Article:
All the closer as age leaks in;

Squalls will blow and clouds will frown,

But stay by your ship till you all go down!’ 

Poem – Morning Prayer 

Now another day is breaking,

Sleep was sweet and so is waking.

Dear Lord, I promised you last night

Never again to sulk or fight.

Such vows are easier to keep

When a child is sound asleep.

Today, O Lord, for your dear sake,

I’ll try to keep them when awake. 

Will V – Day Be Me – Day Too – Langston Hughes

Over There,World War II.
Dear Fellow Americans,

I write this letter

Hoping times will be better

When this war

Is through.

I’m a Tan-skinned Yank

Driving a tank.

I ask, WILL V-DAY

BE ME-DAY, TOO?
I wear a U. S. uniform.

I’ve done the enemy much harm,

I’ve driven back

The Germans and the Japs,

From Burma to the Rhine.

On every battle line,

I’ve dropped defeat

Into the Fascists’ laps.
I am a Negro American

Out to defend my land

Army, Navy, Air Corps–

I am there.

I take munitions through,

I fight–or stevedore, too.

I face death the same as you do 

Everywhere.
I’ve seen my buddy lying

Where he fell.

I’ve watched him dying

I promised him that I would try

To make our land a land

Where his son could be a man–

And there’d be no Jim Crow birds

Left in our sky.
So this is what I want to know:

When we see Victory’s glow,

Will you still let old Jim Crow

Hold me back?

When all those foreign folks who’ve waited–

Italians, Chinese, Danes–are liberated.

Will I still be ill-fated

Because I’m black?
Here in my own, my native land,

Will the Jim Crow laws still stand?

Will Dixie lynch me still

When I return?

Or will you comrades in arms

From the factories and the farms,

Have learned what this war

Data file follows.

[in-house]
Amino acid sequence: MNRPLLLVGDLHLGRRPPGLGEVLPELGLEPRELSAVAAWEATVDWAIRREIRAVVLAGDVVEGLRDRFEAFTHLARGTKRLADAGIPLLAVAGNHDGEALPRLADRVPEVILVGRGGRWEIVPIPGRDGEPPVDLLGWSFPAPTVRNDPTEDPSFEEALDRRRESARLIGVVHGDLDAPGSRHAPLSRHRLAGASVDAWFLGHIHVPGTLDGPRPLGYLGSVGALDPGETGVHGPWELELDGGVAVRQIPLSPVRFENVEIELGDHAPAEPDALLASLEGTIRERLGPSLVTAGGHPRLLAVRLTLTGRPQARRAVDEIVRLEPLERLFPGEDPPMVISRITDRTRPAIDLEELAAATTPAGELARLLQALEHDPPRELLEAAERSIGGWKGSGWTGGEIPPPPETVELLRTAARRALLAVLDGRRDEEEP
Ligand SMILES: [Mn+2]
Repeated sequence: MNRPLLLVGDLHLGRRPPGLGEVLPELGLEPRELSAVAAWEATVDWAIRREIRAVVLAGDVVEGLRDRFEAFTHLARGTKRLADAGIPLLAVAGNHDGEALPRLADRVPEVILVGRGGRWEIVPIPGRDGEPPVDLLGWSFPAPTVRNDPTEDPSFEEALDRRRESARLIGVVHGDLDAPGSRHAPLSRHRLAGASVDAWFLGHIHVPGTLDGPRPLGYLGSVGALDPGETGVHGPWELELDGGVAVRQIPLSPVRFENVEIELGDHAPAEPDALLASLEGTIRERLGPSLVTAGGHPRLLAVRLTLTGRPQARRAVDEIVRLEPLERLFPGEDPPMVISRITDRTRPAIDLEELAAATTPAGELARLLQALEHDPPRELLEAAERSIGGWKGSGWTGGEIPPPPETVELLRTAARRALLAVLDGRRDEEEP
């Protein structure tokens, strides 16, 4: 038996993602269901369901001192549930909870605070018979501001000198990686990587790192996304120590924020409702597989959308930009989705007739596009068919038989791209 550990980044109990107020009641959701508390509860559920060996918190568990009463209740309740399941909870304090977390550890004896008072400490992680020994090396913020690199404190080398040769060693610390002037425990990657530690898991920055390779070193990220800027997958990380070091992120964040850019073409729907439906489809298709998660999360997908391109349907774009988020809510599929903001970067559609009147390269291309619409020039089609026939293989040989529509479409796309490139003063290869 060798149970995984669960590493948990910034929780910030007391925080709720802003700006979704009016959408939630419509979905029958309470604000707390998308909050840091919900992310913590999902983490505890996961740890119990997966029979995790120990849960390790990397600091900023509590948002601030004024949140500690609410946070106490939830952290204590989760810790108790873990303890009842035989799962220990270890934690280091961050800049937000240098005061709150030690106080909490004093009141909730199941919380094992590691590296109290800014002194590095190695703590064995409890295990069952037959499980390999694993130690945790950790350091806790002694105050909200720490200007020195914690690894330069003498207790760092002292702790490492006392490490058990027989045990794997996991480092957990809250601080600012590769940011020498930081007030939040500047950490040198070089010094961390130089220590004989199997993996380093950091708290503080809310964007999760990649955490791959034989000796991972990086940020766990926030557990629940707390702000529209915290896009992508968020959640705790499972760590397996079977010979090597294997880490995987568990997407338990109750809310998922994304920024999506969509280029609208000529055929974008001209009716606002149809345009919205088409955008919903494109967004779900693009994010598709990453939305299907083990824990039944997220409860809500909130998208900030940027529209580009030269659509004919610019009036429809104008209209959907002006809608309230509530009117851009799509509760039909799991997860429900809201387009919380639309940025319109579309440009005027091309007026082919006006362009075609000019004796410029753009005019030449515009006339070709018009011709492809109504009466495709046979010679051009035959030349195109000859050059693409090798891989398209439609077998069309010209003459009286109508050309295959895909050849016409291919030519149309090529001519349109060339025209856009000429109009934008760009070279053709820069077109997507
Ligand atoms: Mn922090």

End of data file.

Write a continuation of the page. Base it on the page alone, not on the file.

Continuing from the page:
Was fought for us to learn?
When I take off my uniform,

Will I be safe from harm–

Or will you do me

As the Germans did the Jews?

When I’ve helped this world to save,

Shall I still be color’s slave?

Or will Victory change

Your antiquated views?
You can’t say I didn’t fight

To smash the Fascists’ might.

You can’t say I wasn’t with you

in each battle.

As a soldier, and a friend.

When this war comes to an end,

Will you herd me in a Jim Crow car

Like cattle?
Or will you stand up like a man

At home and take your stand

For Democracy?

That’s all I ask of you.

When we lay the guns away

To celebrate

Our Victory Day

WILL V-DAY BE ME-DAY, TOO?

That’s what I want to know.
Sincerely,

GI Joe. 

You and Your Whole Race – Langston Hughes

You and your whole race.

Look down upon the town in which you live

And be ashamed.

Look down upon white folks 

And upon yourselves 

And be ashamed

That such supine poverty exists there,

That such stupid ignorance breeds children there

Behind such humble shelters of despair—

That you yourselves have not the sense to care

Nor the manhood to stand up and say

I dare you to come one step nearer, evil world,

With your hands of greed seeking to touch my throat, 

I dare you to come one step nearer me:

When you can say that

you will be free! 

Exiled – John Tansey 

Exiled…

from my tribe; 

Outcast, ostracized

For defying the elders.

My spear, broken, 

Sling and skin gourd, taken.
Banished…

Pelted with stones 

By those pockmarked with sin

Beaten beyond the mountains I have known

Down into the hinterlands, 

And the cold, wintry wild, alone
Excommunicated…

To be alone, even in death.

Without such security

As the clan and cave, 

I shiver in the cold, 

Get wet in the rain.
Disowned…

No more to be one of them.

I seek shelter on a patch of land, 

Under a thatch of sky

I must fend, now, for myself, 

A lone, lean wolf, scavenging
On the frozen Tundra, alone. 

Empty Nest – John Tansey

With the boy’s room, draped in white sheets